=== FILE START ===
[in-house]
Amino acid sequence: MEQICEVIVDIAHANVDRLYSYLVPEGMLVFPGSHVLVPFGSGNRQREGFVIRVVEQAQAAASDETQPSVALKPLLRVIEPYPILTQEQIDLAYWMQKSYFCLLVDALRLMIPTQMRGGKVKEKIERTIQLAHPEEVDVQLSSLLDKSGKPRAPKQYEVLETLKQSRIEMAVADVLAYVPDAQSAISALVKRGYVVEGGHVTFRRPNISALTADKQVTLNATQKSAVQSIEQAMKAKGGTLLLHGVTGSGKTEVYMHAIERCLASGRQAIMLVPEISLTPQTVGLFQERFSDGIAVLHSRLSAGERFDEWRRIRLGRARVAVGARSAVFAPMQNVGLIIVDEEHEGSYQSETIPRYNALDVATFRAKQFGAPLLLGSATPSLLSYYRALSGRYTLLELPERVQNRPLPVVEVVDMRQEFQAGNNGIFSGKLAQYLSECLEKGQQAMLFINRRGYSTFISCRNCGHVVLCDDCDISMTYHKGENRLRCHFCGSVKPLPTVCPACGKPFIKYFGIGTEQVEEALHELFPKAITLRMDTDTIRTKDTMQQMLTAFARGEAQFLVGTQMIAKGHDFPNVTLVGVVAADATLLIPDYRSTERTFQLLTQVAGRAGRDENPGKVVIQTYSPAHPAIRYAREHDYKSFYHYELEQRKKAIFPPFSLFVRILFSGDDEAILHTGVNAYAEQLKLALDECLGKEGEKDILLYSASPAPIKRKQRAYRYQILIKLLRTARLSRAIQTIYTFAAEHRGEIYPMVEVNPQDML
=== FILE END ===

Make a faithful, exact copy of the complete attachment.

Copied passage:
[in-house]
Amino acid sequence: MEQICEVIVDIAHANVDRLYSYLVPEGMLVFPGSHVLVPFGSGNRQREGFVIRVVEQAQAAASDETQPSVALKPLLRVIEPYPILTQEQIDLAYWMQKSYFCLLVDALRLMIPTQMRGGKVKEKIERTIQLAHPEEVDVQLSSLLDKSGKPRAPKQYEVLETLKQSRIEMAVADVLAYVPDAQSAISALVKRGYVVEGGHVTFRRPNISALTADKQVTLNATQKSAVQSIEQAMKAKGGTLLLHGVTGSGKTEVYMHAIERCLASGRQAIMLVPEISLTPQTVGLFQERFSDGIAVLHSRLSAGERFDEWRRIRLGRARVAVGARSAVFAPMQNVGLIIVDEEHEGSYQSETIPRYNALDVATFRAKQFGAPLLLGSATPSLLSYYRALSGRYTLLELPERVQNRPLPVVEVVDMRQEFQAGNNGIFSGKLAQYLSECLEKGQQAMLFINRRGYSTFISCRNCGHVVLCDDCDISMTYHKGENRLRCHFCGSVKPLPTVCPACGKPFIKYFGIGTEQVEEALHELFPKAITLRMDTDTIRTKDTMQQMLTAFARGEAQFLVGTQMIAKGHDFPNVTLVGVVAADATLLIPDYRSTERTFQLLTQVAGRAGRDENPGKVVIQTYSPAHPAIRYAREHDYKSFYHYELEQRKKAIFPPFSLFVRILFSGDDEAILHTGVNAYAEQLKLALDECLGKEGEKDILLYSASPAPIKRKQRAYRYQILIKLLRTARLSRAIQTIYTFAAEHRGEIYPMVEVNPQDML